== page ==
The Mitt Romney effect on Mormon mission curiosity

Twenty years ago this month I stepped off a plane after serving a two-year mission for The Church of Jesus Christ of Latter-day Saints. At no time during the last two decades have I faced more questions and curiosity about my mission to Belo Horizonte, Brazil.

Call it the Mitt Romney effect.

It’s understandable. For the first time in history, a “Mormon” will be the official nominee for president of a major political party. More people than ever before are Googling or Yahooing the name of the LDS Church, well-known members and common myths.

While it’s true that I’ve met Mitt Romney and we share the same faith, I have no idea how he would characterize his own mission to France or where he would rank it among the decisions and defining events of his life. I can only speculate that it’s among the most important.

If Romney’s mission was like mine, he was taught early on to work hard by dedicated companions who ranked among the best of the best. My first companion and trainer was Elder Alves, a Brazilian who was easily the hardest working young man I’d ever known. We walked miles and miles everyday in search of the one person he believed was waiting to hear our message.

I’d never worn through soles before, but before I left Brazil, I was sticking surplus pamphlets into my shoes to protect my feet.

If Romney’s mission was like mine, he learned to face hate and rejection. Doors were closed and hearts slammed shut. In one city, several angry men chased my companion and me through an outside cafe. For weeks we took circuitous routes home to avoid being followed. Once we helped an abused wife hide from her drunken, enraged husband by twisting her up in the curtains dividing two rooms of the chapel. In another city, after baptizing a courageous woman in a river in her backyard, members of her family raced after us cursing and throwing rocks.

We learn failure, too, and it’s often the most tragic aspect of the work. Missionaries find, teach and build friendships with families who will eventually look them in the eye and, for a variety of reasons, ask them never to come back.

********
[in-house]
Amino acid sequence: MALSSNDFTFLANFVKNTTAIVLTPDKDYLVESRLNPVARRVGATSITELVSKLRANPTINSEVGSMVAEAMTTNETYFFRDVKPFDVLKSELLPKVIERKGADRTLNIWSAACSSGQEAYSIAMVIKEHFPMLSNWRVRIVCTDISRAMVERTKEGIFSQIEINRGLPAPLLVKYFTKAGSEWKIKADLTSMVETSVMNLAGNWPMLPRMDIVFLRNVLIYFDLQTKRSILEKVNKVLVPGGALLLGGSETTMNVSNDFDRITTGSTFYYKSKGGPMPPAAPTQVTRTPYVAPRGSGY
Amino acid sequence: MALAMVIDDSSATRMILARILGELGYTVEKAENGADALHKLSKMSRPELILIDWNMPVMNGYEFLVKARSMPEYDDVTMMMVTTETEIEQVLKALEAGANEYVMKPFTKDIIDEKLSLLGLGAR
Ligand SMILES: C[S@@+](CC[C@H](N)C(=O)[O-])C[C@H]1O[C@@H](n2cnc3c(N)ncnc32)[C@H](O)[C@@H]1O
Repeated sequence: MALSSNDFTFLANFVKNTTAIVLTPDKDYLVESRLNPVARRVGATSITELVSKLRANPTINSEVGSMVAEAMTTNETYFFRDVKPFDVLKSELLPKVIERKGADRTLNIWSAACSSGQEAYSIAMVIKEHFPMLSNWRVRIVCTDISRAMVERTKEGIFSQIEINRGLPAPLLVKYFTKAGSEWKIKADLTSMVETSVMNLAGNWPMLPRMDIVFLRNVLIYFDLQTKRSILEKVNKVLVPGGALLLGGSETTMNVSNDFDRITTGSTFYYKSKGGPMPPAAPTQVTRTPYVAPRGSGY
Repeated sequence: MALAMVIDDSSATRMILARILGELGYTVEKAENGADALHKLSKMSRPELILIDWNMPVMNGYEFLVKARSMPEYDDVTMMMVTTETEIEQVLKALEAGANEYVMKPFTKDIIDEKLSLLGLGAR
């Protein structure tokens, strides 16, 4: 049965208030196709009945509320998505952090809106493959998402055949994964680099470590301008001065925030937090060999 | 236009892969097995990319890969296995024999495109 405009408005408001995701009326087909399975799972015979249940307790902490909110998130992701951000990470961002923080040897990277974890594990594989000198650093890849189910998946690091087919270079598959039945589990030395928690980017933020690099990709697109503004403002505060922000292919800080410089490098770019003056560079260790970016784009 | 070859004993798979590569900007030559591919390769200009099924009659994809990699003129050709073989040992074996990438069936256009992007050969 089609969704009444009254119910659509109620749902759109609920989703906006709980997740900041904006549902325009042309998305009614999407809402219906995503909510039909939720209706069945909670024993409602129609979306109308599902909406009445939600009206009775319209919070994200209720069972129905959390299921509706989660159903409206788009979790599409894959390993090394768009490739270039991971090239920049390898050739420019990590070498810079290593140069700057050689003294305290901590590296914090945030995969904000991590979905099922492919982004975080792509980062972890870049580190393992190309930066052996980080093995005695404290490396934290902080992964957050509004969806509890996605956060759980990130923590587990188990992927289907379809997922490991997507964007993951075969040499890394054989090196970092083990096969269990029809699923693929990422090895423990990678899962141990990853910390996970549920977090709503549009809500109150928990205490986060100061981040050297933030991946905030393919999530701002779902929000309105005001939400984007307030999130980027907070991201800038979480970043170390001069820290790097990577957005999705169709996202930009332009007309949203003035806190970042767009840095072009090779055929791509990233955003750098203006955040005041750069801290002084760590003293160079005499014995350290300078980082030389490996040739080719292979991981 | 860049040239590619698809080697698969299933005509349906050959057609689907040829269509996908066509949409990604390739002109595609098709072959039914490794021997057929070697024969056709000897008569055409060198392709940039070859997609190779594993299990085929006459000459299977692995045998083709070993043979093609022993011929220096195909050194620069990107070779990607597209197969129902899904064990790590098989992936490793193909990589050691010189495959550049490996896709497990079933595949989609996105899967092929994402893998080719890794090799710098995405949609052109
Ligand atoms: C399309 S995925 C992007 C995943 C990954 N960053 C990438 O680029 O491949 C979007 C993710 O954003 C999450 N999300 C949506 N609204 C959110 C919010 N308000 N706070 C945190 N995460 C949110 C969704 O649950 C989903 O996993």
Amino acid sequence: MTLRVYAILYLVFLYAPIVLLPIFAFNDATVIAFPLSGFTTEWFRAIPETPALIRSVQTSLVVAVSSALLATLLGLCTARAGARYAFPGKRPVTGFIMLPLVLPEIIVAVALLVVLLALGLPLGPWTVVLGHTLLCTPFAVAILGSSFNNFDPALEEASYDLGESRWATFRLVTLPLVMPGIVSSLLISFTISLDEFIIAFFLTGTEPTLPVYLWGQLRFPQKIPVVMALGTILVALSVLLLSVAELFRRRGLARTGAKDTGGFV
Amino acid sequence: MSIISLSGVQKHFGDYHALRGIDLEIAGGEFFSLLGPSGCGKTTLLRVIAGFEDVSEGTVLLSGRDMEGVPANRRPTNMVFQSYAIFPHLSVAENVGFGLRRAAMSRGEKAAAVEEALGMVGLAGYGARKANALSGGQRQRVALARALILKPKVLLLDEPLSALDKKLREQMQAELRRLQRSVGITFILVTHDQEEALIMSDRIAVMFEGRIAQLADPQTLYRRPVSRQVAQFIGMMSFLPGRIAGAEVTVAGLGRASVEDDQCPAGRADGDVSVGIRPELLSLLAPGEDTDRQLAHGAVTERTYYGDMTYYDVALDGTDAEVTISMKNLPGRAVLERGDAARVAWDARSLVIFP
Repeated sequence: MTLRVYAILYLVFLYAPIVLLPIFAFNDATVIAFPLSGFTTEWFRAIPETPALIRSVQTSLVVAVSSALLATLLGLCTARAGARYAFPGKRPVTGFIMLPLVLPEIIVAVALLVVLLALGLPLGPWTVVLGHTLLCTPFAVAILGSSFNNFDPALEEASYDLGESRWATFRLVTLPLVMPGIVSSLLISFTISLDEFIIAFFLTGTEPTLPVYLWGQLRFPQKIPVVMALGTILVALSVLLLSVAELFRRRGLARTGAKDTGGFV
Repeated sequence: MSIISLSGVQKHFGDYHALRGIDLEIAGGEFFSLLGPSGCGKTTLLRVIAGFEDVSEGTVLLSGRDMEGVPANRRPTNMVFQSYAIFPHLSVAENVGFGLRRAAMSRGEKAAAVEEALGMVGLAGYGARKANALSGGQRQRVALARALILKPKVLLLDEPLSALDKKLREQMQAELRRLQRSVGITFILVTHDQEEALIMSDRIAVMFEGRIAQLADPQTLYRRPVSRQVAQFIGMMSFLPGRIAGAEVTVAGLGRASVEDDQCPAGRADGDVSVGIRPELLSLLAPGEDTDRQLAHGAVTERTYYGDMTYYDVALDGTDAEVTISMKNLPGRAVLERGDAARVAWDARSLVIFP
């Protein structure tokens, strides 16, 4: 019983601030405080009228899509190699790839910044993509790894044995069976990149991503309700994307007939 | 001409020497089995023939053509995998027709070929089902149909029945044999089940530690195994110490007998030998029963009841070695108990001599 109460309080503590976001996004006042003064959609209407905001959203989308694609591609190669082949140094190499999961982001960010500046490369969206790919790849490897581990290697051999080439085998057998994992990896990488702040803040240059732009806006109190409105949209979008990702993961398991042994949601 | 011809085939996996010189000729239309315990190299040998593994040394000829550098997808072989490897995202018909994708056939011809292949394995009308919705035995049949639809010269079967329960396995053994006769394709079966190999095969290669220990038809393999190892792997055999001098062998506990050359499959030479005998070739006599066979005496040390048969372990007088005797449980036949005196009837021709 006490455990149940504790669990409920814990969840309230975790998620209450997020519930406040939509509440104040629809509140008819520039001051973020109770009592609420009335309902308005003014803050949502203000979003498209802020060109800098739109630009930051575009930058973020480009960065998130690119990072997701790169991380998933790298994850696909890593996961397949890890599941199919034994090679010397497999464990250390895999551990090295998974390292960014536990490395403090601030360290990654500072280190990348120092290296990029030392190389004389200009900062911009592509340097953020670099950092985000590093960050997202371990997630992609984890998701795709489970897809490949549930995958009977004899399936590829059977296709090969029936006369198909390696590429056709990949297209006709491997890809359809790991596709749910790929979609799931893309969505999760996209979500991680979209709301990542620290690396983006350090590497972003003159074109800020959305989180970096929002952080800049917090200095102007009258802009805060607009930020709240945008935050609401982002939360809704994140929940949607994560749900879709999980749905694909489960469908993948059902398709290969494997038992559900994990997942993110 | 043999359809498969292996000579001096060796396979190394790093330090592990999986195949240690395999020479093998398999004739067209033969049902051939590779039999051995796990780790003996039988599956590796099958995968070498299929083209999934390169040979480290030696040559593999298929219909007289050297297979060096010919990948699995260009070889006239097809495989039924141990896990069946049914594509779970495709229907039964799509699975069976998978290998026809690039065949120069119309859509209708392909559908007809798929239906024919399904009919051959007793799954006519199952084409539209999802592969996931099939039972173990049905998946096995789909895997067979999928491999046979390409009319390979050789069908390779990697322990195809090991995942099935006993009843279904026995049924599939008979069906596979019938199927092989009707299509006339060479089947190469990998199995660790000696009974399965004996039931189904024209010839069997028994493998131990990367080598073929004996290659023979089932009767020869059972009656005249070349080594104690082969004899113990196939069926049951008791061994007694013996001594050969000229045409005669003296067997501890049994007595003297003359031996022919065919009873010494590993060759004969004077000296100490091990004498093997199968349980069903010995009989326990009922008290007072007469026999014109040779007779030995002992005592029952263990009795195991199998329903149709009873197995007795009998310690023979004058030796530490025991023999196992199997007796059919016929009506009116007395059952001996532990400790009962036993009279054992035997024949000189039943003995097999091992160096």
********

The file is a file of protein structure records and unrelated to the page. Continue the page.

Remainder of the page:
If Romney’s mission was like mine, he learned to love people who were different from him in every imaginable way. My heart found room for people so poor that having anything other than rice and beans was like a holiday feast. For some, having a chicken to kill for lunch or dinner was a miracle of Red Sea-parting proportions.

Missionaries also learn to love those of every faith and of no faith at all. We discover that many of the most honorable, faithful Christians in the world are quite happily members of other churches. And while some of our beliefs are different, our God is the same. We discover quickly that Heavenly Father loves all of his children equally, no matter what name is on the church’s sign outside.

If Romney’s mission was like mine, he made friends he continues to love and pray for many years after returning home. Through the miracle of modern technology and social networking, I am able to communicate regularly with several families I worked with from 1990-1992. I love and admire all they have accomplished on their spiritual journeys.

One of my companions near the end of my mission has since left the church. It’s heartbreaking, but I still cherish the time we worked together and the lessons he taught me. I love him just as much as the other dozen or so companions I served with.

Whether you agree with Romney’s politics or not, it’s hard to argue that he hasn’t accomplished quite a bit in the years since his mission to France. He’s made millions, built businesses, rescued the Salt Lake City Olympic games from scandal and served as governor of Massachusetts.

My own accomplishments in the years since my mission are much less impressive. I’ve made a few bestseller lists, been on television, met some celebrities and spoken to audiences around the world.

But if Romney’s mission was anything like mine, it ranks well above his other accomplishments. At the time, choosing to serve a mission was easily the most important decision I’d ever made. Today, all these years and countless choices later, only one has become more important: the decision to marry my wife and start a family.

As I observe this unique presidential campaign, I am grateful for the curiosity about the LDS Church and our worldwide missionary program. I welcome the chance to share my faith and the experience of laboring a world away as a representative of The Church of Jesus Christ of Latter-day Saints.

As I celebrate this 20-year mission anniversary, I wonder what career accomplishments would ever overtake it. Would selling a million more books? Would topping the New York Times list for three years straight? Would seeing one of my books finally make it to theatres? What about becoming president of the United States?

Not a chance. And if Mitt Romney’s mission was anything like mine, he’d agree.

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